by Eva Gratta

Harvey Peake, “Why Not Let the Cubists and Futurists Design the Spring Fashions?,” New York World, March 16, 1913. American Newspaper Repository, David M. Rubenstein Rare Book and Manuscript Library, Duke University

Harvey Peake, “Why Not Let the Cubists and Futurists Design the Spring Fashions?,” New York World, March 16, 1913. American Newspaper Repository, David M. Rubenstein Rare Book and Manuscript Library, Duke University

In 1913, the impact of the “New Art” was felt beyond the confines of the New York’s 69th Regiment Armory.  In March 1913, one journalist reported, “disconcerting news comes from Paris. The arbiters of fashion have become inoculated with the futurist germ…Hence they are going to embody those strange artistic ideas into millinery and dressmaking art.” Unenthusiastic about the new designs, the author mockingly commented that “two-fingered gloves” would become “the acme of smartness.” Similarly, the New York World reported on modernist “Styles that Really Startle,” including makeup and hair dye in shocking colors. Cartoonists frequently caricatured fashionable women with cubist-inspired distortions of form. But, jokes aside, what did so-called “futurist” or “cubist” fashions actually look like?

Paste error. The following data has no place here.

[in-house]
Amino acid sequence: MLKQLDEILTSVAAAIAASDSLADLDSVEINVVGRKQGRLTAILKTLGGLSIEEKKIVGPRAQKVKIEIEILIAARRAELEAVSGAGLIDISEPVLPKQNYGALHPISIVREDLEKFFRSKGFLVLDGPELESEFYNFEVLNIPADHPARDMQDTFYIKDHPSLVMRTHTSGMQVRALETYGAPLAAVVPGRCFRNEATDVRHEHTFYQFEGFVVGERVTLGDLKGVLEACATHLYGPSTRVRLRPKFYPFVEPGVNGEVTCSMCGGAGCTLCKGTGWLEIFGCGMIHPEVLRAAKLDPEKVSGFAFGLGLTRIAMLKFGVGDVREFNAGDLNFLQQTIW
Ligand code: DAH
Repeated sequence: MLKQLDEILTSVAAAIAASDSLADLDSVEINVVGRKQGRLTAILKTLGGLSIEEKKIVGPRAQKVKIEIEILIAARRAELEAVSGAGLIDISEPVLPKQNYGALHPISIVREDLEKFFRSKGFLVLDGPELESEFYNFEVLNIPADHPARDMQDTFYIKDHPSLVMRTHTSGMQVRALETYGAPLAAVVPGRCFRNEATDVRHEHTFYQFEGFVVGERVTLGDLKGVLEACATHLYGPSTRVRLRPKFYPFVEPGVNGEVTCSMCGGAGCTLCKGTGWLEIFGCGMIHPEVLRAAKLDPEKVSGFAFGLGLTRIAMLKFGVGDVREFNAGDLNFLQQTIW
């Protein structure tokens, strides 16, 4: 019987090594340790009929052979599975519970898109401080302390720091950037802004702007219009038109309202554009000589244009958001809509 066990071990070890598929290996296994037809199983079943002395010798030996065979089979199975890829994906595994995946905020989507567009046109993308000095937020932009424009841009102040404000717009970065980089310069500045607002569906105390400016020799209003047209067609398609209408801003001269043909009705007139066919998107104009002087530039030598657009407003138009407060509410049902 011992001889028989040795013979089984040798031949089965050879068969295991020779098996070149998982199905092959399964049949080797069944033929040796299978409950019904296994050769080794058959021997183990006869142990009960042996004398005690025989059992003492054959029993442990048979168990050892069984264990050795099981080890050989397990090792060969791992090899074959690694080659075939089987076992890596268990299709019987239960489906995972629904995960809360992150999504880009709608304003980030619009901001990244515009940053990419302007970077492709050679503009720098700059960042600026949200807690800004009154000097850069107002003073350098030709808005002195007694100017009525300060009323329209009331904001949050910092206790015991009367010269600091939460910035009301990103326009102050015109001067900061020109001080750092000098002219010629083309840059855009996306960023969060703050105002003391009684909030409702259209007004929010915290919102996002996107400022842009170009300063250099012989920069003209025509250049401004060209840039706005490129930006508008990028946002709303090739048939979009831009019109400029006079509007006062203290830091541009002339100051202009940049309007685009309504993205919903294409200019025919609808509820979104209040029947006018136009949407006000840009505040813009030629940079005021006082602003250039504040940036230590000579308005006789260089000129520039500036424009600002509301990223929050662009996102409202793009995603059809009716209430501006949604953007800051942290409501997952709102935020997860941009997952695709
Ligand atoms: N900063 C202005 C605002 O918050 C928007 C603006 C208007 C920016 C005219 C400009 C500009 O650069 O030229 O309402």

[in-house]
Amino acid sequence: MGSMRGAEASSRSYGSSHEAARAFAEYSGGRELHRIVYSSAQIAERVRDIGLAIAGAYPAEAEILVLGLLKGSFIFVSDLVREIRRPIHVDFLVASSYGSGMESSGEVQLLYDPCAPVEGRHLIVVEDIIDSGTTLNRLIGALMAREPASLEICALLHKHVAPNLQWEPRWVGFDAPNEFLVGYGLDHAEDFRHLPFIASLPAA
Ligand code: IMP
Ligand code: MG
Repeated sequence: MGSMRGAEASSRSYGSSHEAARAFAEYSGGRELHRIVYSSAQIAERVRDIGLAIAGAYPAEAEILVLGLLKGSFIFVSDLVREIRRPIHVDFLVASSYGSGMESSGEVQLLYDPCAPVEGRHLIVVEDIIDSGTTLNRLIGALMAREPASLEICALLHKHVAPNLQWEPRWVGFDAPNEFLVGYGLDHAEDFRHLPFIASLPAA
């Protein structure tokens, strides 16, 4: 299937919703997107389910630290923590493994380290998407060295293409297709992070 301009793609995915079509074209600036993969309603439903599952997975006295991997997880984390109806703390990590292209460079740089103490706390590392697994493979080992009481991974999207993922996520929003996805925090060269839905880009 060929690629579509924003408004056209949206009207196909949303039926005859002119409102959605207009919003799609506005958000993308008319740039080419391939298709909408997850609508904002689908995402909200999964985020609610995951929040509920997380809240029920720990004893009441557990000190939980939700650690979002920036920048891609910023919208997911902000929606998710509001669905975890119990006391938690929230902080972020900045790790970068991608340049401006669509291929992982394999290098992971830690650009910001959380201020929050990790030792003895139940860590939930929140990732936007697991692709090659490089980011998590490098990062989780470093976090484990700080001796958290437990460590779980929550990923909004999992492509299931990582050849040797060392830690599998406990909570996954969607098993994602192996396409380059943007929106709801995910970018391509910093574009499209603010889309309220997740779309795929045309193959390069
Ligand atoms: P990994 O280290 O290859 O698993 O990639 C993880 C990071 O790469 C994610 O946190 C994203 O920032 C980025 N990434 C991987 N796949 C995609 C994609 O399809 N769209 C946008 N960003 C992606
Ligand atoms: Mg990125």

From written descriptions and rare photographs it seems that these avant-garde clothes ranged from the experimental to the everyday. The press reported several fancy dress parties, in the United States and Paris, where guests were encouraged to wear costumes inspired by the avant-garde. At a Futurist party given by Mr. and Mrs. Arend Van Vilesingen of Chicago, guests “wore conventional evening gowns of satin and bunches of flowers with the futurist decorations pinned on.” At an artist’s ball in Paris, women wore costumes imitating “Gauguin’s models, only they were a little more fully clothed.”

To some extent, avant-garde aesthetics also influenced clothing made for the American consumer. The Chicago Dressmaker’s club exhibited two “cubist” gowns in March 1913: “The first is called the ‘conservative,’ and the cubist lines are limited principally to the pattern of the weave and the marking of the silk goods. The second is called the ‘extreme’ and is the complete evolution of the cubist’s fondest dreams.” Retailers like Marshall Field and Co. and Wanamaker’s advertised “cubist” clothing for women. Wanamaker’s ads directly connected their wares to the Armory Show; featuring the distinctive Armory logo, they declared that their designs “expressed the spirit of the times.”

Eva Gratta, Research Assistant

The Armory Show at 100: Modern Art and Revolution is on view October 11, 2013 through February 23, 2013 at the New-York Historical Society.

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